One of the things Susan does best at Kol Ami is to incorporate Jewish and universal values into her lessons. Respecting the environment, appreciating the beauty of the world, the value of hard work, curiosity, patience and collaboration are all discussed and talked about openly and specifically with the children. The unpredictability of a natural environment gives children plenty of opportunities to make predictions, test hypotheses, and extend their thinking beyond the here and now. Susan explains,

It’s about problem solving too. We work together to decide what to do with the plants. When it’s cold out we discuss the risk of putting baby plants outdoors. I tell them ‘there’s still a risk that the ground might become hard again’, and then I let them decide what to do.”

She emphasizes the importance of letting the children have a sense of ownership over the garden which come with limitations and disappointments, but also with rewards. I’m particularly thinking about all the food the children get to harvest and taste each year such as different varieties of lettuces, radishes, carrots, broccoli (yes they love broccoli Susan says), squash, peas, and the list goes on. What lucky kids these are.

Susan works with the children all year long, although time spent in the garden in the winter isn’t as much as the time she spends with them in the Spring and in Fall. And with 5 years under her belt, and a lot of trial and error and learning what works best with the children – and not all things do (click here for a great blog on the messiness of gardening with children) – Susan has created a simple but well thought out seasonal curriculum that works. Holidays, school events, weather changes, and the need to plant and harvest at given times are all built in. She pays particular attention to process not product and says it’s really important for the children to use the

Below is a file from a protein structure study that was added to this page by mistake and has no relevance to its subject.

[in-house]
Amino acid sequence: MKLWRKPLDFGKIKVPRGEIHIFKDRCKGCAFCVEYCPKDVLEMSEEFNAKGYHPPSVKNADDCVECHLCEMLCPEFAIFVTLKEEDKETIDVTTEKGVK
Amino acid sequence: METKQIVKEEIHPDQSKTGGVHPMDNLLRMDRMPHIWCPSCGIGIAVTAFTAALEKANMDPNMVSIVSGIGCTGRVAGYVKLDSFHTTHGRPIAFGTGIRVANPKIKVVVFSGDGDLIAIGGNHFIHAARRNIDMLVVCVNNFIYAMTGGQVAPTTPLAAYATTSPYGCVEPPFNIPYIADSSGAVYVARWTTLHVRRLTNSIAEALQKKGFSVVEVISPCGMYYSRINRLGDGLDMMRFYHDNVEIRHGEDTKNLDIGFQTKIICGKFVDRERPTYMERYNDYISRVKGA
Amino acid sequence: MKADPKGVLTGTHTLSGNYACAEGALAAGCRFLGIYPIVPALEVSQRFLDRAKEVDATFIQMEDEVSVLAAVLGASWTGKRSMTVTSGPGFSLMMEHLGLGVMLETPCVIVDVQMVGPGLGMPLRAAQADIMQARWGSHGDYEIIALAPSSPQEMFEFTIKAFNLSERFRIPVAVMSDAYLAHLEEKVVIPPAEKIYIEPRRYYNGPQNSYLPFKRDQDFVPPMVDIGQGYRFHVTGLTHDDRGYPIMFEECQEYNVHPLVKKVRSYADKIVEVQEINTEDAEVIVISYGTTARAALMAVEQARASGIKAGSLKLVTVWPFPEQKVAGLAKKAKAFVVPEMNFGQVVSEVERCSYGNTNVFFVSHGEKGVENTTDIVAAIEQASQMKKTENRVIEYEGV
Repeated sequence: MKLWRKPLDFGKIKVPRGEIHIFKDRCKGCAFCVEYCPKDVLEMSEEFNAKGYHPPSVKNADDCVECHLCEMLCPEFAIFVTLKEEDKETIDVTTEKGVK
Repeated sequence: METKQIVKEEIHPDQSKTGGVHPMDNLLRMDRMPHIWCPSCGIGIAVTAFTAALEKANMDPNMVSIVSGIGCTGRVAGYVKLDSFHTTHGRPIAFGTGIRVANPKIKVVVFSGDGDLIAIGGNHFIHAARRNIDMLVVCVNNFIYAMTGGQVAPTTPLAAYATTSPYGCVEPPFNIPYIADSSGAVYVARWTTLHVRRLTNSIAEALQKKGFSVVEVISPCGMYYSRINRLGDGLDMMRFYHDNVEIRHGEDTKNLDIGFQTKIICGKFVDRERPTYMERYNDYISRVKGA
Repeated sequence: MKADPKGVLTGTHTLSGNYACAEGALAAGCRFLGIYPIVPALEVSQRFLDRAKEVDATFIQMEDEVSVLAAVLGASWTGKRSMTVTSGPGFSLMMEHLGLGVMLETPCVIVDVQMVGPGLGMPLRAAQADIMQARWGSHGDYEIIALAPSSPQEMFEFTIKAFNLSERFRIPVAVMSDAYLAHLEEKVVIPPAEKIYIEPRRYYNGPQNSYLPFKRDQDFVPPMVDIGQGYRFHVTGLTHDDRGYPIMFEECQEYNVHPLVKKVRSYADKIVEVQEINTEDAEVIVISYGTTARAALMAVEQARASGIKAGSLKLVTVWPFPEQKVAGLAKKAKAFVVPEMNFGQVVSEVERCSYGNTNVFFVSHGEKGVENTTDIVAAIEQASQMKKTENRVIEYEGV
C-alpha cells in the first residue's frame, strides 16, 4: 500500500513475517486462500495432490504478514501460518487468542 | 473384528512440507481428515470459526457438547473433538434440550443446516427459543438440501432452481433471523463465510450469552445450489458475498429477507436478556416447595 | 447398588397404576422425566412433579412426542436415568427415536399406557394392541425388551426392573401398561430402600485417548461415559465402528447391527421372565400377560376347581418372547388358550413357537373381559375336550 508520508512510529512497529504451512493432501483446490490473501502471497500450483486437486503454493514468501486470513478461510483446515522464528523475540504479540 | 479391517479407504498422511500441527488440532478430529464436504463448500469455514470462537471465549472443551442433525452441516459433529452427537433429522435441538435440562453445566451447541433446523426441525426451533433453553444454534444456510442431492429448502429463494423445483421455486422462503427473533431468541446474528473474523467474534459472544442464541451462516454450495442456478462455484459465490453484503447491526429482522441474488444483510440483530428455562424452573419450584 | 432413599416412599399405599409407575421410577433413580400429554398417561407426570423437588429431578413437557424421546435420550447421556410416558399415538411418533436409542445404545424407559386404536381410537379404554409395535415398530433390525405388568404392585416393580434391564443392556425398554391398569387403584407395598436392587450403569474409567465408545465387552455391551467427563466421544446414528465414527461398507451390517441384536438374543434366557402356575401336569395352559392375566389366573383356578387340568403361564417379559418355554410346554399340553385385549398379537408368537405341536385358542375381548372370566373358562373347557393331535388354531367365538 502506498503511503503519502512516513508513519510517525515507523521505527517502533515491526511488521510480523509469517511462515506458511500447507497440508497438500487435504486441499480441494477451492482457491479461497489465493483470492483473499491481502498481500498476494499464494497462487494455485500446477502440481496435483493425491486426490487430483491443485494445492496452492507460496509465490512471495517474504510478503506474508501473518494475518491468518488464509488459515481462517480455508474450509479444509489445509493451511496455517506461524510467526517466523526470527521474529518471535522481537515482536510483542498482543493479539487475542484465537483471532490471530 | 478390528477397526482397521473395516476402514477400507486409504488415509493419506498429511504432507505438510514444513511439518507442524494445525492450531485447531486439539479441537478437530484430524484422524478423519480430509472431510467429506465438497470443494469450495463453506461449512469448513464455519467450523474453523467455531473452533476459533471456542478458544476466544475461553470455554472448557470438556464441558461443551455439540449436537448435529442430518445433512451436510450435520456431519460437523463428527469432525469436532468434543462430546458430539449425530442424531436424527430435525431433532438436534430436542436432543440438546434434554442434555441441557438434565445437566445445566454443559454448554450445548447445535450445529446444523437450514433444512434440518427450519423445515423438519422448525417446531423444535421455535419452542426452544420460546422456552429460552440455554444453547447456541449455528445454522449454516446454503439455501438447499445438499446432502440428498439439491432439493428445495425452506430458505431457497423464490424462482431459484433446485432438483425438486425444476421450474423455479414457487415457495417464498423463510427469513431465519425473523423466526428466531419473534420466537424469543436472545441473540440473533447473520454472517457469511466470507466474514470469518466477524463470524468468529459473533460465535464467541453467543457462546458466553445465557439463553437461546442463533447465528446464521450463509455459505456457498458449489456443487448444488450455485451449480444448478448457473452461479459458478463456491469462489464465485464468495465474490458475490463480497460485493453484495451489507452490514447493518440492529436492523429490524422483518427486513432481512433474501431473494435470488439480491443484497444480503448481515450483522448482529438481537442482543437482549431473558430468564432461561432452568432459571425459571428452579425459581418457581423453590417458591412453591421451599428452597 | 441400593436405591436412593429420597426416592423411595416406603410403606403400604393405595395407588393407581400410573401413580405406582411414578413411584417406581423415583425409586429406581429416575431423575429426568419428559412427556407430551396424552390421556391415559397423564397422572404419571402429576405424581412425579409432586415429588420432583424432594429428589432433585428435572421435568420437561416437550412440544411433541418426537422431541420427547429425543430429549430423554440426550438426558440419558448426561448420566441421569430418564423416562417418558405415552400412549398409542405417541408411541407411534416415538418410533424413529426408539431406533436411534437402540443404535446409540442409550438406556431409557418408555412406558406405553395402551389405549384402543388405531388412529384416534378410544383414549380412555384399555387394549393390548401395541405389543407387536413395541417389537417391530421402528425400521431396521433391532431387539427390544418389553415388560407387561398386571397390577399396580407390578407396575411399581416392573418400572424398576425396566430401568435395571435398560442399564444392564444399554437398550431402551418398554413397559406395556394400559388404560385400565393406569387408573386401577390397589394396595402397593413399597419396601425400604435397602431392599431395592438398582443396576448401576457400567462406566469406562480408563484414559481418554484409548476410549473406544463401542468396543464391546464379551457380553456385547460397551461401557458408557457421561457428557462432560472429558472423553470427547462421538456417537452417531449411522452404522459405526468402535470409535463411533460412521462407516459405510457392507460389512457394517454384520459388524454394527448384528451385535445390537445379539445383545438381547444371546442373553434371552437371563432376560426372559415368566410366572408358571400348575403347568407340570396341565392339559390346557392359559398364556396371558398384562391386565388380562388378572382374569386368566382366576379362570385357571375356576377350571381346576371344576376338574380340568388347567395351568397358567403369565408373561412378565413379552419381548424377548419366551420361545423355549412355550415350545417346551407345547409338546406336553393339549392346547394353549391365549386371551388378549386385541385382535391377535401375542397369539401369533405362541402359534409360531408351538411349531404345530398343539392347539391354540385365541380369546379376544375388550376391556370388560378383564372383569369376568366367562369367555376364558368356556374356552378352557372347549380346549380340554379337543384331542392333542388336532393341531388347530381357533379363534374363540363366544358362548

best garden tools around… their hands.”

Because we were a large group we broke up into two groups for a portion of our visit. While one group went outside with Susan and watched as some of the children braved the rain and planted lettuce plants, the other group toured the school. I was so impressed during the school tour with the way Jewish content, culture and values were incorporated into the school setting that I am going to have a short post follow this one with lots of pictures and examples.

So instead, I will leave you with this, a passage written by Susan to the parents for the newsletter; one of many that is shared throughout the year on the happenings in the garden…

On Thursday, we met in the garden for the last time until spring. It was cold, and as one child observed, “everything looked bare.” The trees have lost their leaves; the vegetables growing in the garden beds are gone; and the lilies that line the perimeter of the garden are brown and flowerless. With so little to distract our eyes, we were able to observe things we cannot see other times of the year. First, we noticed that there are trees that have leaves, which fall in autumn (deciduous), and trees with needles that stay green all year round (coniferous). We learned that deciduous trees need to lose their leaves to protect their rigid branches during snowy winter weather. Coniferous trees, on the other hand, have flexible branches that can withstand snow. There’s nothing more beautiful in winter than snow-covered evergreens.

…to read the continuation of Susan’s message to the parents and her documentation of turning the student’s classroom into an olive oil factory for Chanukah, click here

And some quotes from our Journey participants

  • “I’m excited to bring this back to my school. It’s something that is going to enhance my pre-K curriculum for next year. I’m really looking forward to it… thank you.”
  • “This type of curriculum hits upon a variety of learning styles.”
  • “It [the garden] reminds me of design thinking and that it’s ok to fail forward. You’ve learned from it and it’s constantly evolving.”
  • “I love the layout of the beds.”
  • “You can see it took a village to make it work.”
  • “It seems like it was done right… planned very well.”